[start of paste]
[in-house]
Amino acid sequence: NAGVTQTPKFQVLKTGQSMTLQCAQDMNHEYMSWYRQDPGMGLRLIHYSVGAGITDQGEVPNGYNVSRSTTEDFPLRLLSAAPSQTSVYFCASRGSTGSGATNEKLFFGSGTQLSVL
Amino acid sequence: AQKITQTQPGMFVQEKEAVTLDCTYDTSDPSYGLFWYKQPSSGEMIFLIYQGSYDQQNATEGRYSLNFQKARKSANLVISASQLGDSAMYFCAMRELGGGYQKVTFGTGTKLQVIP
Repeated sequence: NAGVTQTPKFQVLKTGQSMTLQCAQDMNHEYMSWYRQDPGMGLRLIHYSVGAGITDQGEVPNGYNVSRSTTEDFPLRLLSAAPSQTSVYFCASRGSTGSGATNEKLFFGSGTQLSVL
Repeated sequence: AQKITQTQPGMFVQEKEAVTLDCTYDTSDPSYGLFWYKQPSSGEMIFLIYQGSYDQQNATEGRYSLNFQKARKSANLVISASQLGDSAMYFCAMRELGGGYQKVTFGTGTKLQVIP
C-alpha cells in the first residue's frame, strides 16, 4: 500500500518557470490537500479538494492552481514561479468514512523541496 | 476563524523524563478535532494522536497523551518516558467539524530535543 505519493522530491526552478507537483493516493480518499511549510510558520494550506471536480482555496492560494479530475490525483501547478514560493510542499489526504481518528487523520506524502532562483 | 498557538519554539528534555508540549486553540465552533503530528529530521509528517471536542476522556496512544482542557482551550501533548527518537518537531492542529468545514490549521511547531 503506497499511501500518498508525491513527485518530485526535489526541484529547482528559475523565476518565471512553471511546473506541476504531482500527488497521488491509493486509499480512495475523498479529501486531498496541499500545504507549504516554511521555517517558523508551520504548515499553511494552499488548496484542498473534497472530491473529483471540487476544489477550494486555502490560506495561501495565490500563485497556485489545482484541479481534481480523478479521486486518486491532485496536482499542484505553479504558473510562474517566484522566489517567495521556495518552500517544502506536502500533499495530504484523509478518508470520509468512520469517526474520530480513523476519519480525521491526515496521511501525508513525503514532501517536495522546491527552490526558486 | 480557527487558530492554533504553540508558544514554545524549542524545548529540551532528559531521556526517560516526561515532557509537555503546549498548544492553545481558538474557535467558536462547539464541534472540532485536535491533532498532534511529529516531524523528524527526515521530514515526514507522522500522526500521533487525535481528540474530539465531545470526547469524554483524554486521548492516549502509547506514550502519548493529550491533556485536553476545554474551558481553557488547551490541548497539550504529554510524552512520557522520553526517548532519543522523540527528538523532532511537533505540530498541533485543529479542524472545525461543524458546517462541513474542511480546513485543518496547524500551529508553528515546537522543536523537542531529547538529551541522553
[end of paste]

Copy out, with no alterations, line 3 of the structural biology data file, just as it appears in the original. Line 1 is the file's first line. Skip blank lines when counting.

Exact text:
Amino acid sequence: AQKITQTQPGMFVQEKEAVTLDCTYDTSDPSYGLFWYKQPSSGEMIFLIYQGSYDQQNATEGRYSLNFQKARKSANLVISASQLGDSAMYFCAMRELGGGYQKVTFGTGTKLQVIP